The Administrator continues to attempt to convince the Central Coast community that pockets of green spaces in residential areas must be sold off, but his actions seem to contradict his statements about the financial situation being dire.
On the one hand we are told there needs to be quick sales of community assets to cover debt.
One the other hand, acres of land that were on the first tranche for sale (and would result in at least $15M to Council) have been removed from sale by the Administrator.
The recently acquired land for the Performing Art Centre, in Gosford which could have revitalised the city centre and benefited the entire Central Coast community, wasn’t withdrawn from sale.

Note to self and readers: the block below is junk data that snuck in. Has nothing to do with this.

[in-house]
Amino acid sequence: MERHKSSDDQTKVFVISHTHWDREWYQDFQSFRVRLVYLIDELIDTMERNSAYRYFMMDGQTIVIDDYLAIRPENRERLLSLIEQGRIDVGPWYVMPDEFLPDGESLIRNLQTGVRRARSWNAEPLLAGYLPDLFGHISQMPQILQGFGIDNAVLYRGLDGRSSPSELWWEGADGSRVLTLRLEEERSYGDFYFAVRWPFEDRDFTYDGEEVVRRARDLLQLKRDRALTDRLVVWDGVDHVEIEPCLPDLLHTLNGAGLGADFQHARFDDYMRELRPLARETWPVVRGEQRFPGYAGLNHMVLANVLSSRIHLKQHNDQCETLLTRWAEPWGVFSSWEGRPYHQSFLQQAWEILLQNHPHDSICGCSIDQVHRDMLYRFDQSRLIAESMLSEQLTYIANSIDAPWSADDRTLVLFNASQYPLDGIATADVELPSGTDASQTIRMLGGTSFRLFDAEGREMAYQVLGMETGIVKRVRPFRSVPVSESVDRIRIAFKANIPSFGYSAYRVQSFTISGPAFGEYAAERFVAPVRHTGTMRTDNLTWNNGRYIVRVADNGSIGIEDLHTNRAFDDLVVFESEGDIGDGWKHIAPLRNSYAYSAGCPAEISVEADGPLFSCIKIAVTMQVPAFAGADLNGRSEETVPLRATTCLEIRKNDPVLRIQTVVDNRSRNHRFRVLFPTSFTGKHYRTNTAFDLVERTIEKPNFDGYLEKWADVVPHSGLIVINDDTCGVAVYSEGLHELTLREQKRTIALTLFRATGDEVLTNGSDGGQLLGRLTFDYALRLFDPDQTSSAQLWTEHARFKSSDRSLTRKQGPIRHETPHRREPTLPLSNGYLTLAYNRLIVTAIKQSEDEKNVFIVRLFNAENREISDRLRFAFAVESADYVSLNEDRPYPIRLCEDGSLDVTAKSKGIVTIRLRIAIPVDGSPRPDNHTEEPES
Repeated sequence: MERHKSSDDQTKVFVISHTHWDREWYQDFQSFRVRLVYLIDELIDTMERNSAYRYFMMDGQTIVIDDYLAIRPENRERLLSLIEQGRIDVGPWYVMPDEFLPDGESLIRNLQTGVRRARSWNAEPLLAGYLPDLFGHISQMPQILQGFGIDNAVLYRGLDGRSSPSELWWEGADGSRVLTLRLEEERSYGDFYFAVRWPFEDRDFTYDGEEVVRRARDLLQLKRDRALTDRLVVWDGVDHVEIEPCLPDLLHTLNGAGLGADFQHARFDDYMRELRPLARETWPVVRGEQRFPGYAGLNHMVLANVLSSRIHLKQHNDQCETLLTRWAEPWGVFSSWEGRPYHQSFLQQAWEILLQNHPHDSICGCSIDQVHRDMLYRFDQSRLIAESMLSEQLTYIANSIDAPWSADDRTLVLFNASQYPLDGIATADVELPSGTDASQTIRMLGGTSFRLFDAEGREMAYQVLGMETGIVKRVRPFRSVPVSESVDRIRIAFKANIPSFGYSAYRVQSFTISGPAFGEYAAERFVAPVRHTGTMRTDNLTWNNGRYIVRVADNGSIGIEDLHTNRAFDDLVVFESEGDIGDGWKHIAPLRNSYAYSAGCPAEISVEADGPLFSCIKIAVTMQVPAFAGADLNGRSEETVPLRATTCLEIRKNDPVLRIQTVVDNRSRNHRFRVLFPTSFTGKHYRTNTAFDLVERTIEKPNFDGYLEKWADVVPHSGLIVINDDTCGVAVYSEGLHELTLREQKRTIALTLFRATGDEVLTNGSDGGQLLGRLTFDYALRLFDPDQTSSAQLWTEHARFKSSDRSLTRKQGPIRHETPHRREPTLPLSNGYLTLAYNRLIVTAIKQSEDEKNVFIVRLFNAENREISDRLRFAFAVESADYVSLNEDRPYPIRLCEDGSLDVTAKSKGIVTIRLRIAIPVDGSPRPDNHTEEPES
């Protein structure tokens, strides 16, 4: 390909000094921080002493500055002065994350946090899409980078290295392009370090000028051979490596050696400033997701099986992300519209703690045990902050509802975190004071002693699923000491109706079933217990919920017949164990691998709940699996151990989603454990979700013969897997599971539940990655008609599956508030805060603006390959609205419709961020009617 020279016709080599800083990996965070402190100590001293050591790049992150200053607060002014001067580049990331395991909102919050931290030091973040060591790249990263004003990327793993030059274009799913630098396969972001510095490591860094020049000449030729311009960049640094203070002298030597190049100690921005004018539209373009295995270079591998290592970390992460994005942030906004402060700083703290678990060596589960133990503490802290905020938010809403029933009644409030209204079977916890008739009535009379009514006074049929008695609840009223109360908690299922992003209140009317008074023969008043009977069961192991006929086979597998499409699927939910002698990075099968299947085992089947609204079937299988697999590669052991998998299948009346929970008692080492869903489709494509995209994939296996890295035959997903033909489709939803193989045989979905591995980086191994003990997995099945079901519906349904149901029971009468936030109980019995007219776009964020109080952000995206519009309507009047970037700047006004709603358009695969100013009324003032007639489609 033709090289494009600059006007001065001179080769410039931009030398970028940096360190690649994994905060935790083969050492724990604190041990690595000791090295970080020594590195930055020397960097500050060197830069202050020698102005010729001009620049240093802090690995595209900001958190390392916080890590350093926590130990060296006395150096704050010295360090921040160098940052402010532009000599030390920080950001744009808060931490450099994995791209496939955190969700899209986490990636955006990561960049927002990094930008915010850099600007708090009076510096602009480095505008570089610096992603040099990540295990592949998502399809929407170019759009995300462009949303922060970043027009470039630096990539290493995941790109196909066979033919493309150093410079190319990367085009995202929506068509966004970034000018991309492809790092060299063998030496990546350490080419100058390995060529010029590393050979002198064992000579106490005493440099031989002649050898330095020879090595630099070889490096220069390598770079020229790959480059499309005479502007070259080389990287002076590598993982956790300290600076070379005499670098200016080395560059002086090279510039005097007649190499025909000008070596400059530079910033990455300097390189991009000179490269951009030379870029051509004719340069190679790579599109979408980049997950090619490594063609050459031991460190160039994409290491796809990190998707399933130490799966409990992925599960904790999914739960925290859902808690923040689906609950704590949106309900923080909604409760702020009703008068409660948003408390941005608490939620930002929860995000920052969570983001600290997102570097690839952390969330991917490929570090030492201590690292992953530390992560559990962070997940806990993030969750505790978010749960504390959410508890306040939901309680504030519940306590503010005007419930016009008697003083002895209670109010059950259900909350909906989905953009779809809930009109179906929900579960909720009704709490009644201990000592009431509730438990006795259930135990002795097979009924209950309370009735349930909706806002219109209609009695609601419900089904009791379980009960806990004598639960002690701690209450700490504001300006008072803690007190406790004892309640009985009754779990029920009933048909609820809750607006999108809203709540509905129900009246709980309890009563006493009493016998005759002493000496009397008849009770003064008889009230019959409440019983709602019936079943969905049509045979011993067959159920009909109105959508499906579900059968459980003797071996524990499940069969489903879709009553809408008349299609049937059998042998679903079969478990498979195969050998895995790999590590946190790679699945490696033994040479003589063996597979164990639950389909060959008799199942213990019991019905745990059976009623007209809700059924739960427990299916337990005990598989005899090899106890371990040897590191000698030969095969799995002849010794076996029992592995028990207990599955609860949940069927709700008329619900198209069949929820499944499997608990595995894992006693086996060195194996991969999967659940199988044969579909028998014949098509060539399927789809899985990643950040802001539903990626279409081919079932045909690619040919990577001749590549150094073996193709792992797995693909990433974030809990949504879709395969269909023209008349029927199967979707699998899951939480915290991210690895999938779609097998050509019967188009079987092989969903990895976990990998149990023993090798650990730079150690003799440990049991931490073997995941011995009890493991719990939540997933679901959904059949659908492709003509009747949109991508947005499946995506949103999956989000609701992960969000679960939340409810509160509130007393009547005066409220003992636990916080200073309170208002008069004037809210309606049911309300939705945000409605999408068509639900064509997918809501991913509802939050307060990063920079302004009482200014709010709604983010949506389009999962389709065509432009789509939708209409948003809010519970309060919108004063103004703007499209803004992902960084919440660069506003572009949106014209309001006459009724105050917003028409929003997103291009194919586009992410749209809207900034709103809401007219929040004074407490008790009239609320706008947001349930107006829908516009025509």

The controversial Chappie Pie land (prepared for the Chinese Theme park, or was it a Buddhist temple?) was withdrawn by Mr Persson to make way for an airport that will benefit a very small part of the community.
This land has already been on the market for four years and the Central Coast Council didn’t seem to be able (or want to) to sell it.
First the Administrator said it had to be sold.
Then he took it off the market and approved another $5M from restricted funds to be spent on an airport master plan plus a relocation of the airport club house and a land swap.
How do these decisions by the administrator reflect the debt emergency?
When you see your green space, hall, bowling green, or local well-used car park being sold off, please remember everything is going to be all right because you can land your plane at the airport for only $9.
Email, May 7
Joy Cooper, Green Point